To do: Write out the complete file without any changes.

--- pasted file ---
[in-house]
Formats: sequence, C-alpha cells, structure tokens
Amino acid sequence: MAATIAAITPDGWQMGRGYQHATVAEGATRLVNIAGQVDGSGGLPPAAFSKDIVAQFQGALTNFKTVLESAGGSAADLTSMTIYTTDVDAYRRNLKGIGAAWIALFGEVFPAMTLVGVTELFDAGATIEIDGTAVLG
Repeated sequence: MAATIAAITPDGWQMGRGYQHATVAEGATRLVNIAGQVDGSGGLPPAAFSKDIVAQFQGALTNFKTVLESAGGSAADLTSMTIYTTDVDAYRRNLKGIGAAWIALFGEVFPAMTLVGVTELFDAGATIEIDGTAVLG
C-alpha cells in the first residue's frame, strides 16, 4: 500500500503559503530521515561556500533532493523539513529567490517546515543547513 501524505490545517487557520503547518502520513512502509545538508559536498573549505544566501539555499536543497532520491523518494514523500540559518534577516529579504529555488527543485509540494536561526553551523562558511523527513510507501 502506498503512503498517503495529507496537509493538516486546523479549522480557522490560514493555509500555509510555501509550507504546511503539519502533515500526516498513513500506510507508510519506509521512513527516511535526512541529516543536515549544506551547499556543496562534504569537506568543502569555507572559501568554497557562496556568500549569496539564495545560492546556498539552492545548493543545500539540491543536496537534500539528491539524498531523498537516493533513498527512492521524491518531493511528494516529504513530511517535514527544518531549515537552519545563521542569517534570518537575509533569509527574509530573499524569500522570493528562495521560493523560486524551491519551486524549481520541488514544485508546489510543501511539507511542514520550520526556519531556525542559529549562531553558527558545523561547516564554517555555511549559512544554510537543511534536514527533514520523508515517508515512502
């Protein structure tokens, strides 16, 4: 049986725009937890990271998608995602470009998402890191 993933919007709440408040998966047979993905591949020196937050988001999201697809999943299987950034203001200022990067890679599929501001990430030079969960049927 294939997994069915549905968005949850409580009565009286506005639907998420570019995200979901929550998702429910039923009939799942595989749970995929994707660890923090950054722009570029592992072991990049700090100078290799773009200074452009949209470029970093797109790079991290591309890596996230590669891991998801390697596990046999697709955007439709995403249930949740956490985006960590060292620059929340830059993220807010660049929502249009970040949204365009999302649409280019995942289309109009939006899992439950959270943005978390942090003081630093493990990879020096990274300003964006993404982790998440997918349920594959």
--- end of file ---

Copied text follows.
[in-house]
Formats: sequence, C-alpha cells, structure tokens
Amino acid sequence: MAATIAAITPDGWQMGRGYQHATVAEGATRLVNIAGQVDGSGGLPPAAFSKDIVAQFQGALTNFKTVLESAGGSAADLTSMTIYTTDVDAYRRNLKGIGAAWIALFGEVFPAMTLVGVTELFDAGATIEIDGTAVLG
Repeated sequence: MAATIAAITPDGWQMGRGYQHATVAEGATRLVNIAGQVDGSGGLPPAAFSKDIVAQFQGALTNFKTVLESAGGSAADLTSMTIYTTDVDAYRRNLKGIGAAWIALFGEVFPAMTLVGVTELFDAGATIEIDGTAVLG
C-alpha cells in the first residue's frame, strides 16, 4: 500500500503559503530521515561556500533532493523539513529567490517546515543547513 501524505490545517487557520503547518502520513512502509545538508559536498573549505544566501539555499536543497532520491523518494514523500540559518534577516529579504529555488527543485509540494536561526553551523562558511523527513510507501 502506498503512503498517503495529507496537509493538516486546523479549522480557522490560514493555509500555509510555501509550507504546511503539519502533515500526516498513513500506510507508510519506509521512513527516511535526512541529516543536515549544506551547499556543496562534504569537506568543502569555507572559501568554497557562496556568500549569496539564495545560492546556498539552492545548493543545500539540491543536496537534500539528491539524498531523498537516493533513498527512492521524491518531493511528494516529504513530511517535514527544518531549515537552519545563521542569517534570518537575509533569509527574509530573499524569500522570493528562495521560493523560486524551491519551486524549481520541488514544485508546489510543501511539507511542514520550520526556519531556525542559529549562531553558527558545523561547516564554517555555511549559512544554510537543511534536514527533514520523508515517508515512502
């Protein structure tokens, strides 16, 4: 049986725009937890990271998608995602470009998402890191 993933919007709440408040998966047979993905591949020196937050988001999201697809999943299987950034203001200022990067890679599929501001990430030079969960049927 294939997994069915549905968005949850409580009565009286506005639907998420570019995200979901929550998702429910039923009939799942595989749970995929994707660890923090950054722009570029592992072991990049700090100078290799773009200074452009949209470029970093797109790079991290591309890596996230590669891991998801390697596990046999697709955007439709995403249930949740956490985006960590060292620059929340830059993220807010660049929502249009970040949204365009999302649409280019995942289309109009939006899992439950959270943005978390942090003081630093493990990879020096990274300003964006993404982790998440997918349920594959």